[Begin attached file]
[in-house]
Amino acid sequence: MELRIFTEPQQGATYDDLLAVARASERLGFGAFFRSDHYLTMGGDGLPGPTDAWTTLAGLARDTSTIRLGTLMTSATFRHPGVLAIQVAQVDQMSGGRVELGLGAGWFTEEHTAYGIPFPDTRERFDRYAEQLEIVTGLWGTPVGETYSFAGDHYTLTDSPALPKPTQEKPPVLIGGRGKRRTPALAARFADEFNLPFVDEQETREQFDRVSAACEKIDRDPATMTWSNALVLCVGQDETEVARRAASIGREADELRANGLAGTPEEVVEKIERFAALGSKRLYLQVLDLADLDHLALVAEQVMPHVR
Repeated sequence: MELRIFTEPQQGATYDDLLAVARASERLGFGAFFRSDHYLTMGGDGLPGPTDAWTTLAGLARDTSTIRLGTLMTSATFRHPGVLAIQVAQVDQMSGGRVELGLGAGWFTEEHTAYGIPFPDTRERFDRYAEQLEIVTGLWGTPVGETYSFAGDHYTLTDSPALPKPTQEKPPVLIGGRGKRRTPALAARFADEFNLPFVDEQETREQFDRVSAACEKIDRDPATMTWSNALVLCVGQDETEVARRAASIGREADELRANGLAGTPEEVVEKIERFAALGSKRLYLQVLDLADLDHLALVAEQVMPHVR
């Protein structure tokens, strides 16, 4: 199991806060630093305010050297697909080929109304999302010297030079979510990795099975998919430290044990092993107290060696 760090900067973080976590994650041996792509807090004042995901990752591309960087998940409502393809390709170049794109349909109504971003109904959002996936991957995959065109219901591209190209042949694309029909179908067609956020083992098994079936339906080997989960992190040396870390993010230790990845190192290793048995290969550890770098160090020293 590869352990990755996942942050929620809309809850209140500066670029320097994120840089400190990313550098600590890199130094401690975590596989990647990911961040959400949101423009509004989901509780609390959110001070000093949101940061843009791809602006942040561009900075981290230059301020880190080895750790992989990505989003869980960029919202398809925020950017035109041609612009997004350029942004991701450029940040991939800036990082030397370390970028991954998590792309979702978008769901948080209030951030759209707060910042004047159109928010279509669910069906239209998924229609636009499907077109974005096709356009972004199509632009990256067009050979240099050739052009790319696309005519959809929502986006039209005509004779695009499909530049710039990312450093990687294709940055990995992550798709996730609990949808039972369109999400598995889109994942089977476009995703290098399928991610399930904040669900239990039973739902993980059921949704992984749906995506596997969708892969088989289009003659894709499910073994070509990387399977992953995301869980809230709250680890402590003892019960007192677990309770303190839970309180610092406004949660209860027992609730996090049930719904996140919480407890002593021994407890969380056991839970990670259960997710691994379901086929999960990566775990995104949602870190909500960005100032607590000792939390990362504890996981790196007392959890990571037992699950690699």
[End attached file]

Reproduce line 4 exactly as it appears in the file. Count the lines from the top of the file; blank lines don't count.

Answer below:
């Protein structure tokens, strides 16, 4: 199991806060630093305010050297697909080929109304999302010297030079979510990795099975998919430290044990092993107290060696 760090900067973080976590994650041996792509807090004042995901990752591309960087998940409502393809390709170049794109349909109504971003109904959002996936991957995959065109219901591209190209042949694309029909179908067609956020083992098994079936339906080997989960992190040396870390993010230790990845190192290793048995290969550890770098160090020293 590869352990990755996942942050929620809309809850209140500066670029320097994120840089400190990313550098600590890199130094401690975590596989990647990911961040959400949101423009509004989901509780609390959110001070000093949101940061843009791809602006942040561009900075981290230059301020880190080895750790992989990505989003869980960029919202398809925020950017035109041609612009997004350029942004991701450029940040991939800036990082030397370390970028991954998590792309979702978008769901948080209030951030759209707060910042004047159109928010279509669910069906239209998924229609636009499907077109974005096709356009972004199509632009990256067009050979240099050739052009790319696309005519959809929502986006039209005509004779695009499909530049710039990312450093990687294709940055990995992550798709996730609990949808039972369109999400598995889109994942089977476009995703290098399928991610399930904040669900239990039973739902993980059921949704992984749906995506596997969708892969088989289009003659894709499910073994070509990387399977992953995301869980809230709250680890402590003892019960007192677990309770303190839970309180610092406004949660209860027992609730996090049930719904996140919480407890002593021994407890969380056991839970990670259960997710691994379901086929999960990566775990995104949602870190909500960005100032607590000792939390990362504890996981790196007392959890990571037992699950690699």